Tuesday, July 16, 2019

three shining dragon eggs

When I asked my daughter what she wanted for her 18th birthday cake, she said, “Surprise me,” but I had no idea what to make until I came across these Game of Thrones dragon egg cakes. My daughter is a huge fan of the show, and they looked simple enough: just three eggs. How hard could it be?

And then I read up on the process — hollow chocolate eggs filled with buttercream, hundreds of handcut fondant scales, multiple cakes — and began to have second thoughts. But then my older son (also a GOT fan) got wind of the idea and was like, This is the cake, Mom. The cake. DO IT.

So I squared my shoulders and set to.

For two weeks, I chipped away at that cake, running to the store for piping gel and chocolate candy melts and glycerine, and ordering brushes and ivory dust and petal cutters from Amazon. I scoured the Internets for egg-shaped pans. Except for some outrageously expensive ones on ebay, there were none — NONE — but then at the last minute I posted an ISO on our church website and one of my friends actually had a set and said she’d give them to me, WHAT ARE THE ODDS.

Hollow chocolate eggs were also impossible to source, so I finally just ordered molds and made my own. Which turned out to be ridiculously easy and now I can make professional-looking chocolate-coated peanut butter eggs whenever I want.

I needed three batches of chocolate cake (each batch made one whole egg), so I made four just to be safe.

I made fondant in three different colors and spent hours painstakingly cutting out each of the scales with the petal cutter (and now have the blister on my thumb to show for it).

The deeper in I got, the more obvious it became that I was in over my head. This was, by far, the most complicated cake I’d ever made.

Saturday, the day before the celebration, I worked all day, from ten in the morning until 8:30 that night.

"If you don’t like this cake,” I told my daughter, who had no idea what I was making, “I will disown you.”

Now, about the display box. A few days before, I’d politely asked my husband if he’d please come up with something in which we could present the eggs. He dug in his heels, claiming he had no idea what to do. I pushed back: Figure it out. And then Saturday morning, he traipsed out to the barn to work on his own projects, and I blew up. This was birthday time, dammit. HELP ME.

My older son played intermediary — feeding my husband ideas for the display box and commiserating with me over the impossibility of being married to that man — and eventually my husband started whacking something-or-other together out in the barn. One thing let to another and before I knew it he’d built her an actual present.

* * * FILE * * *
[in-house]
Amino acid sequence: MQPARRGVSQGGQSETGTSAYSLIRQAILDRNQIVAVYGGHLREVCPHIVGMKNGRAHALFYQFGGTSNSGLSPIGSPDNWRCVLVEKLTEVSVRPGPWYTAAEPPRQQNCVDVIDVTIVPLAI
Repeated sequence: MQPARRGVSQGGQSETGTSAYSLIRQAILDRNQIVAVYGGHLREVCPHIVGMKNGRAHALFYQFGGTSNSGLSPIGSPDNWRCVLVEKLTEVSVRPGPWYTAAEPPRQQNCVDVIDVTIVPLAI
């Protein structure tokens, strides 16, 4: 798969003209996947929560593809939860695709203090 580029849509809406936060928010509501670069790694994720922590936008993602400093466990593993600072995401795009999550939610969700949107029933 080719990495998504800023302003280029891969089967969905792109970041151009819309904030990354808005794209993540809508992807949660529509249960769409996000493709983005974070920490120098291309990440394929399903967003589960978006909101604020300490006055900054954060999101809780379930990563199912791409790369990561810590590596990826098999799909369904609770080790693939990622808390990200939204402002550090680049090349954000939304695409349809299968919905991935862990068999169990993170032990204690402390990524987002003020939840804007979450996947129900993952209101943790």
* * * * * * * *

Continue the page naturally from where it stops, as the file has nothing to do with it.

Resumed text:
That man.

For two days, none of the children were allowed to look in the fridge (even though the other three had all helped at different stages, I wanted the final product to be a surprise for them, too), and then Sunday evening, after the birthday supper and presents, we banished the kids to the upstairs while my husband brought in the trunk from the barn where he’d been chilling it in an empty freezer. To help keep the cakes cool, he explained.

He placed three loaf pans upside down in the trunk and covered them with black cloth, and my older son — who argued that he should be allowed to help because he knew more about Game of Thrones than we did and could give us valuable staging advice — nestled his Bose speaker under the fabric. I positioned the eggs, and we closed the lid and locked the trunk.

For the big reveal, everyone gathered on the porch. First my husband presented her with the key to which he’d attached a strip of leather, then, Close your eyes! and he dashed back inside for the trunk. As he came out the door, my son hit play on his phone. As soon as the muffled strains of the Game of Thrones theme song reached my daughter, her eyes flew wide.

My son presented her a Game of Thrones knife...

And then she knelt to open the box.

She cracked the lid, the music swelled, and there they were: three shining dragon eggs.

video credit: my brother

It was every bit as spectacular as I’d hoped, and then some.

This same time, years previous: the quotidian (7.17.18), four weeks down, three to go, ouch, Saturday nights, the quotidian (7.16.12), whole wheat zucchini bread, in the pits.

Monday, July 15, 2019

the quotidian (7.15.19)

Quotidian: daily, usual or customary; 
everyday; ordinary; commonplace

Awaiting their cargo: zucchini boats.

How the younger boy stacks it.

In place of the supper salad.

Lap dog.

Making deliveries.

Tallest girl has the smallest room.

Karate clown.

For the birthday girl: a popsicle stick ship, complete with a treasure chest filled with gold (anklets). 

Emotional wreckage!
Because her older brother 1) gave her airpods (!), then 2) said they were actually his 
but that he was letting her use them for two weeks, and then, finally 
3) said that her pair was coming in the mail in a couple days.

Aw, aren't they sweet?

This same time, years previous: putting up walls, reflections from Orlando, in which a pit bull bites my butt, zucchini fritters, the quotidian (7.14.14), a tale, er, tail, in the woods: forts, ticks, and pancakes.

Thursday, July 11, 2019

all things thursday

Firstborn bought himself a car!

Thank goodness, because transportation negotiations were getting a little intense.


Have you ever been to a Fry Party? I’d never even heard of one until last week when we got an invitation to one on The Fourth. Bring side dishes, they said, and anything you might want to fry. We’ll have two caldrons of bubbling oil at the ready.

And they did! We stood around watching things fry and then eating them: mushrooms, chicken, pork, zucchini, cauliflower, bread, cheese sticks, french fries, potato chips, twinkies, oreos —

THE OREOS! Have you ever had a fried Oreo? This was my first time (so many firsts!) and WOW. Talk about a revelation!